The back and forth of articles about whether young, primarily Millennial, families are choosing to live in the city or the suburbs is continuing on like a never-ending Olympic ping-pong volley. The forehand of statistics to prove cities are the prime choice of young families is met with a backhand of data to prove it is the suburbs gaining more residents, which, in turn, is met with a nice drop shot of cherry-picked statistics proving the rebuttal wrong.
Here is another question and a flurry of statistics to consider; even if we agree more young families are moving to the suburbs, are they doing it because they want to, or because they have to? This is the question that CityLab is attempting to get to the bottom of.
In 2014, 25 to 49 year-olds with at least four years of college and kids six-years-old or younger were 6 percent less likely to live in urban neighborhoods than in 2000. But could the almighty dollar be behind this “choice” of living in the suburbs? It is possible there would be more Millennials, even those with young children, choosing to live in more urban, walkable communities and investing in property there if they were able to afford it? But to get the space they need, they may find themselves having to settle for what is the only option, a less-expensive suburban home.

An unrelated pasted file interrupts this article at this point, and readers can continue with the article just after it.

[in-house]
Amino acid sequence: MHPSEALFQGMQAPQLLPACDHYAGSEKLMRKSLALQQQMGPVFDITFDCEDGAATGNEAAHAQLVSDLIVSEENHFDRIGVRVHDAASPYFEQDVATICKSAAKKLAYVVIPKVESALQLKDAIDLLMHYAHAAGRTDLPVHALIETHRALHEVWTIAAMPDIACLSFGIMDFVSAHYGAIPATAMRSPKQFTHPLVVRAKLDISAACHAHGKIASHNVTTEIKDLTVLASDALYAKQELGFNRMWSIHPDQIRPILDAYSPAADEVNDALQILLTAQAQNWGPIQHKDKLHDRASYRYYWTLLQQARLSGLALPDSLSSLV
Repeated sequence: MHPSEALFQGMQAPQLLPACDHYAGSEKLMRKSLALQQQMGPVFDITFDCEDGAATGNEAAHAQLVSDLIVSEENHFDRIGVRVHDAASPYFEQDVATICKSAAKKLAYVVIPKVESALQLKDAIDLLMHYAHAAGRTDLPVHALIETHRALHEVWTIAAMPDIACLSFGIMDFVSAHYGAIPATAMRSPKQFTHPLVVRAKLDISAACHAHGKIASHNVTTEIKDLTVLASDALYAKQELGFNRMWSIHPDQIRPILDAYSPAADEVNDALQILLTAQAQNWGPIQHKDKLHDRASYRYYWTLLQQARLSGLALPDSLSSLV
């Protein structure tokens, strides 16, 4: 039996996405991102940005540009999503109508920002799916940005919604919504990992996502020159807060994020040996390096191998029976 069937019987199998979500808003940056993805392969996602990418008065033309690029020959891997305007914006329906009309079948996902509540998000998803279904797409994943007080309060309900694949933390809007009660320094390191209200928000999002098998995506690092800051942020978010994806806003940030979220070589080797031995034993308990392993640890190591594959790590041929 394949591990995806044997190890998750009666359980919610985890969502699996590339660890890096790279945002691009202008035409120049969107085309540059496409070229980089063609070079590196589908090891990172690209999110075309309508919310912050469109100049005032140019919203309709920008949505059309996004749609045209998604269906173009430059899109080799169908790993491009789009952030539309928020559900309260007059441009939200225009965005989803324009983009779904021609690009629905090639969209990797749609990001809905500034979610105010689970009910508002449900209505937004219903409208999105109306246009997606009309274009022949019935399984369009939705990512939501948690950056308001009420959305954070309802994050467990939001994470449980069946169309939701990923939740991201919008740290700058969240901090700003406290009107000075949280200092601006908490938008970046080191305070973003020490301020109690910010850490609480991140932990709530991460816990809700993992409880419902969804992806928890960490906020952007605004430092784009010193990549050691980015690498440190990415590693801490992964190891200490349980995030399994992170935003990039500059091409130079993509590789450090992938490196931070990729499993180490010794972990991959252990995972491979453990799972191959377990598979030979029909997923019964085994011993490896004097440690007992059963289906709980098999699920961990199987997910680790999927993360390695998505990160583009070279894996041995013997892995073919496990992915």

While it may be difficult to get people to admit they ‘settled’ for living in the suburbs, they may admit to having first looked in high-density urban neighborhoods for a dwelling before expanding their search to the suburbs. Or do they actually prefer living in the suburbs?